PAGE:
Young people praised for showcasing important online safety messages through film
A selection of short online safety films, recognized and rewarded at the Childnet Film Competition last week, have been praised by industry experts for showcasing the importance of online safety and promoting the voice of children.
The films, produced by a number of primary and secondary school students nationwide, highlighted a range of key online safety messaging issues – following the theme of “Time to Talk!”
Director of the UK Safer Internet Centre and CEO of Childnet, Will Gardner said: “These films show that young people want to make a difference through promoting online safety and have an important voice to be heard.
“These brilliant films represent the ideas and wants for young people in this space and it’s clear they’re thinking proactively about the issues they, and their peers, face on a daily basis. These films are of value to other young people, parents and carers, professionals working with children and policy makers, including those involved in discussion on the Online Safety Bill.”
Judges of the film competition, which took place on Tuesday 4 July, included a former film competition winner alongside representatives from The British Film Institute (BFI), BAFTA, BBC, British Board of Film Classification (BBFC), Motion Picture Association and The Walt Disney Company.
Speaking after the event on London’s Southbank, in which Burnham Market Primary School and Milton Abbey School were crowned victorious, Head of UK Learning Programmes at the BFI, Mark Reid said messaging was important: “It’s always inspiring when you invite children to take an issue seriously and they always pick up whatever the theme is and make it fun but they’re also very clear about the messaging and the purpose of the films they’ve been asked to create and I think that came across really strongly. These are causes they care about because they experience them themselves and I think that came across in a really engaging way.”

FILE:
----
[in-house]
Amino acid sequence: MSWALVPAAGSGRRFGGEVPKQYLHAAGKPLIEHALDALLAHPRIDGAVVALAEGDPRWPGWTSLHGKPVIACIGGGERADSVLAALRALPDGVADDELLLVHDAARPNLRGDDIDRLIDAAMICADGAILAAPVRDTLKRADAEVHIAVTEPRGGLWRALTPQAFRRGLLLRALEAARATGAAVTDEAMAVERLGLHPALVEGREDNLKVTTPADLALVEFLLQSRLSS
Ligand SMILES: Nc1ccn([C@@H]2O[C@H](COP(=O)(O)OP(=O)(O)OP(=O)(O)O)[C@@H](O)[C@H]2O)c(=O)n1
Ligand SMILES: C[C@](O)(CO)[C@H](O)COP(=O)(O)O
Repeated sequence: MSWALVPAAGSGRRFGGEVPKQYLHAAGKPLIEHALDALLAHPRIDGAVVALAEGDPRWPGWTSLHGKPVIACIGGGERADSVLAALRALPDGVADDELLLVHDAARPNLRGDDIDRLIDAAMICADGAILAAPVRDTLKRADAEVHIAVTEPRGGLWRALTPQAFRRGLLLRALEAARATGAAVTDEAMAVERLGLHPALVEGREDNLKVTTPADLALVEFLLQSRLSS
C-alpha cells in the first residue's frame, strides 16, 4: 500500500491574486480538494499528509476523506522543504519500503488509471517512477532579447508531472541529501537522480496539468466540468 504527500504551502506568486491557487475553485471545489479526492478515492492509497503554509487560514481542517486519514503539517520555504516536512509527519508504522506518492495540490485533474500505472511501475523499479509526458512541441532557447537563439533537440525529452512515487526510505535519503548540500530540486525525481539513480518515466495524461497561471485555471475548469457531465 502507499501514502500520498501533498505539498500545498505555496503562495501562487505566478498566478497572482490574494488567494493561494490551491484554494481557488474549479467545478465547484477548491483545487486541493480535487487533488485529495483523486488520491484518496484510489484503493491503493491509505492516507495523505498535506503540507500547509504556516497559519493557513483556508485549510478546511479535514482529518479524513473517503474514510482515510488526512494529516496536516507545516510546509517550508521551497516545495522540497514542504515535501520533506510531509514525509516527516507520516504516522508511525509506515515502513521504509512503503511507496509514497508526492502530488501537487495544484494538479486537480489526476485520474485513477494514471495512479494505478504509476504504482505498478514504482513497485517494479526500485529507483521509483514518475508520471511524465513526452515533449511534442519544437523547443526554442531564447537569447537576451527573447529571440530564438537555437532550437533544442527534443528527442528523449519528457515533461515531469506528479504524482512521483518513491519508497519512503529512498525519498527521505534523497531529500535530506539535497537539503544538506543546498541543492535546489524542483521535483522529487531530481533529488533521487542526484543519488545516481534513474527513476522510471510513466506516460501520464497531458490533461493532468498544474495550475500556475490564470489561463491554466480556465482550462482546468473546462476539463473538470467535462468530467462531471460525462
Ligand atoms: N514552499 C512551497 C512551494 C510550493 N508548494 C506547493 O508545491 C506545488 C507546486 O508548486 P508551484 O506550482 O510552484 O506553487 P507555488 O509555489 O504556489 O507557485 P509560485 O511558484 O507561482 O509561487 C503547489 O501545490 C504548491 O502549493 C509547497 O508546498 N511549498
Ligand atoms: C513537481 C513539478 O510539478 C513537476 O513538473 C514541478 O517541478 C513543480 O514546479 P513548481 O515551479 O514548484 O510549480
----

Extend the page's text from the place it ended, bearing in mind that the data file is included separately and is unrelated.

Jim Filippatos, Vice President of Global Public Policy at Walt Disney Company, said: “Online safety is a consequential issue for young people and it’s affecting their lives on a daily basis. They take these questions and issues that are important to them and their peers and to be able to talk about them in this very open and safe way I think is a gift to them and to us as the judges because we learn so much about how we can all work together to advance a hugely important issue.”
CEO of the BBFC, David Austin echoed the sentiments of his fellow judges, adding: “Film truly is a mass medium and to choose it to express the really important things they want to say is fantastic. These films are going to be appearing online and, with their BBFC classification, in cinemas so they’re very accessible to so many young people across the UK that will be able to see these important messages.”